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Elementary school sure has changed

Those who attended Center Township Elementary School from 1967 to 1972 were expected to sit quietly and learn reading, writing and ‘rithmetic or be sent to Mr. Hughes’ office.

According to many uplifting articles in the Butler Eagle recently, the education available to today’s students is very, very different from the old model students back then endured, and we think it’s great.

In Friday’s Eagle, an article on the Community Agricultural Partnership at Summit program at Summit Elementary School in the Butler Area School District announced that the school had received the 2023 Partnership in Agricultural Literacy Award from the national Agriculture in the Classroom organization.

We had the privilege of touring the school with state and local dignitaries in April, when state Secretary of Agriculture, Russell Redding, visited Summit Elementary and several other locations in the county.

The agricultural and environmental program at Summit Elementary is jaw-dropping to an old-school students, as it stretches through the school’s hallways, into classrooms, and even outside, where a large greenhouse, outdoor classroom, gardens and other hands-on teaching tools educate students about growing food and protecting the environment.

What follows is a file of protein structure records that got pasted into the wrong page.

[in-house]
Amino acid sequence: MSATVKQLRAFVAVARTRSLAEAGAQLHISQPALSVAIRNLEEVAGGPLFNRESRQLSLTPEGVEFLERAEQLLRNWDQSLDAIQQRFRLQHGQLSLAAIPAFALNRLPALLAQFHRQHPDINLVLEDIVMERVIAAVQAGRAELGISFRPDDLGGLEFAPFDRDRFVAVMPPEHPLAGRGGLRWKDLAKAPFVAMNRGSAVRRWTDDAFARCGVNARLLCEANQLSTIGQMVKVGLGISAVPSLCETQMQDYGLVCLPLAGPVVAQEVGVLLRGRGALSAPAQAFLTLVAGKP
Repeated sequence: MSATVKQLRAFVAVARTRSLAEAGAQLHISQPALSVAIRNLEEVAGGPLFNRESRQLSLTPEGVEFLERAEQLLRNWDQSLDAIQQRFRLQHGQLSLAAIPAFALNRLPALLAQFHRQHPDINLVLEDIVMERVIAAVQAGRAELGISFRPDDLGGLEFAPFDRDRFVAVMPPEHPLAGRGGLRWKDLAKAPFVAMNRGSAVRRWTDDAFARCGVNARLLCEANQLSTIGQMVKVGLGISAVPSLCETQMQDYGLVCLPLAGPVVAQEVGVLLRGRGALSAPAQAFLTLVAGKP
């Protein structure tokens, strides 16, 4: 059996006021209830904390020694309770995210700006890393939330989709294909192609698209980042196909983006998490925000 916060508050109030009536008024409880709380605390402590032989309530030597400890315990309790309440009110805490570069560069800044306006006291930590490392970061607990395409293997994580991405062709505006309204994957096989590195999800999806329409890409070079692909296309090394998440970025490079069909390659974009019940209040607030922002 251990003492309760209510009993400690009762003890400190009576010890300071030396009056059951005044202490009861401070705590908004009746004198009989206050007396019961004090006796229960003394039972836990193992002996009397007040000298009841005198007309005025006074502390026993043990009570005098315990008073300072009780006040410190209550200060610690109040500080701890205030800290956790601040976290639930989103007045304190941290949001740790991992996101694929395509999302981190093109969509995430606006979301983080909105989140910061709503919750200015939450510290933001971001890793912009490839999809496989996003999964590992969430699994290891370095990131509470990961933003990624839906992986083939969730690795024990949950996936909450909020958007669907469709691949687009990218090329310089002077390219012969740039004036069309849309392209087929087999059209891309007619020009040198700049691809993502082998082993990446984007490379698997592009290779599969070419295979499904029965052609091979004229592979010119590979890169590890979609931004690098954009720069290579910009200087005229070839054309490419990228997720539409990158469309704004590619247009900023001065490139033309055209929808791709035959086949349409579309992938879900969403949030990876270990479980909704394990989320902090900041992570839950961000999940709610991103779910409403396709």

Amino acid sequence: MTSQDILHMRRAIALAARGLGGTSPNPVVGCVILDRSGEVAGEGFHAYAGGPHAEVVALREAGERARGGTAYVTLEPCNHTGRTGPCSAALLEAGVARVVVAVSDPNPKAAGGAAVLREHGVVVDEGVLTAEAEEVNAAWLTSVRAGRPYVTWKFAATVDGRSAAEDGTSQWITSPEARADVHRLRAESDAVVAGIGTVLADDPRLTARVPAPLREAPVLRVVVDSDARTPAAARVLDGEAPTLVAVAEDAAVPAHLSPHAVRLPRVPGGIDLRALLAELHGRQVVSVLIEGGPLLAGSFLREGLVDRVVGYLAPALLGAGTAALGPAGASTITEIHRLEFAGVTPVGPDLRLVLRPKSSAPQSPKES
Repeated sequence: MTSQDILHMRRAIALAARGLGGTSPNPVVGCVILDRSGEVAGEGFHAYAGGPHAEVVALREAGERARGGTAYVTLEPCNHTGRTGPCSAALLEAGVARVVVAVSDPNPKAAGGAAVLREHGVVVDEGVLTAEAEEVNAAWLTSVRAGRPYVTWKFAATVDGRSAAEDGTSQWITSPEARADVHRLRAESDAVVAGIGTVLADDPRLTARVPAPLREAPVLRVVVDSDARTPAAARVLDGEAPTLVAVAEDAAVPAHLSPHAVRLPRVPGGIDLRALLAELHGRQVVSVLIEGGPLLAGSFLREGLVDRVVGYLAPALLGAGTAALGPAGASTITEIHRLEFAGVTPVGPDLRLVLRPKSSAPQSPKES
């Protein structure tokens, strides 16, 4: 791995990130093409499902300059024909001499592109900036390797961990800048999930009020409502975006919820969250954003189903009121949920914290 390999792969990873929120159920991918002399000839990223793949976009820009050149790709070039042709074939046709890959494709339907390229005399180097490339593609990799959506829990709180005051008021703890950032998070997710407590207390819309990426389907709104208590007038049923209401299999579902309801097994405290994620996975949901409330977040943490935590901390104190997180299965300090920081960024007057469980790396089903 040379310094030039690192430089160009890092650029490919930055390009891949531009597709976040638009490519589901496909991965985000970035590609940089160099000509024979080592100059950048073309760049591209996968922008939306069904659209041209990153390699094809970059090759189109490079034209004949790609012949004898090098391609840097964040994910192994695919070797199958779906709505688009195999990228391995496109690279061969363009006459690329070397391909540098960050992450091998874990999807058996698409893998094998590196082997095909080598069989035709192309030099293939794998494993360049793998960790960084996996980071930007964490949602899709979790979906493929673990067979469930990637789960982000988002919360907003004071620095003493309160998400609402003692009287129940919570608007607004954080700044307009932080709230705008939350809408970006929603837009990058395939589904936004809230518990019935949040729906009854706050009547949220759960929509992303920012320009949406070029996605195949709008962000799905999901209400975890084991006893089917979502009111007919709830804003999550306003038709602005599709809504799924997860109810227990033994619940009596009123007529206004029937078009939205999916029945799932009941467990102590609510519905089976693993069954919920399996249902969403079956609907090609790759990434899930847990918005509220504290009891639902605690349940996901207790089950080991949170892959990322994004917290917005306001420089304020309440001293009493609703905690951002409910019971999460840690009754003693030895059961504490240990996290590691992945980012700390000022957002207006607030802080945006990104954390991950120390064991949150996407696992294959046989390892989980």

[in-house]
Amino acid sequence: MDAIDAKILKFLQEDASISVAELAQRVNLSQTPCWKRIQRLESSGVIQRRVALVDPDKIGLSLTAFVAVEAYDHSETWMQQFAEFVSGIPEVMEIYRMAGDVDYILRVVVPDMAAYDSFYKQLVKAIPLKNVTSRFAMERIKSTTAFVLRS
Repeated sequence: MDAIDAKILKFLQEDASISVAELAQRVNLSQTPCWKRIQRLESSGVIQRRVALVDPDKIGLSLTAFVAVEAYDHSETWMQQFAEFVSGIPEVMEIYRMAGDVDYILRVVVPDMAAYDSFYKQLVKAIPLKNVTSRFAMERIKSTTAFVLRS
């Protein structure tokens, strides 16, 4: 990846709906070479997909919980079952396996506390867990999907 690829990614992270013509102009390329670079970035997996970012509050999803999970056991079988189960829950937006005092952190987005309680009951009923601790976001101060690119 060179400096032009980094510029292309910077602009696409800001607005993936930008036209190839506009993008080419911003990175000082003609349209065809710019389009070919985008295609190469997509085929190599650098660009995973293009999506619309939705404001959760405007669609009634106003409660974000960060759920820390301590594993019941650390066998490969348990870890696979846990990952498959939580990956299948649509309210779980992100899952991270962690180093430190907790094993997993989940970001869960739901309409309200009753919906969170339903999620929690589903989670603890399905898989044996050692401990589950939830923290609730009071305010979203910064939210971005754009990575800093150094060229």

Redding and Leslie Osche, county commissioners chairwoman, tasted cherry tomatoes from a plant in a hallway at Summit, which was a sight you’d never have seen in an elementary school of the ’60s and ’70s.

We also toured Ehrman Crest Elementary/Middle School in the Seneca Valley School District before it opened this school year. Mr. Hughes would be gobsmacked.

There are so many hands-on lessons at Ehrman Crest that do not require students to sit silently and attentively in their seats for six hours each day, that all learning styles are accommodated and all students have the opportunity to succeed.

We are sure there are many more innovative educational programs at schools in every Butler County school district, and our future will surely be better off for it.

The Butler Eagle congratulates those teachers, principals and school staff members who initiate, carry out or support lessons that augment the “three Rs” in classrooms throughout the county.

Those wiggly, squirming students of the past who visited Mr. Hughes’s office because they couldn’t sit still can be glad their active grandchildren are learning in programs that channel that energy.


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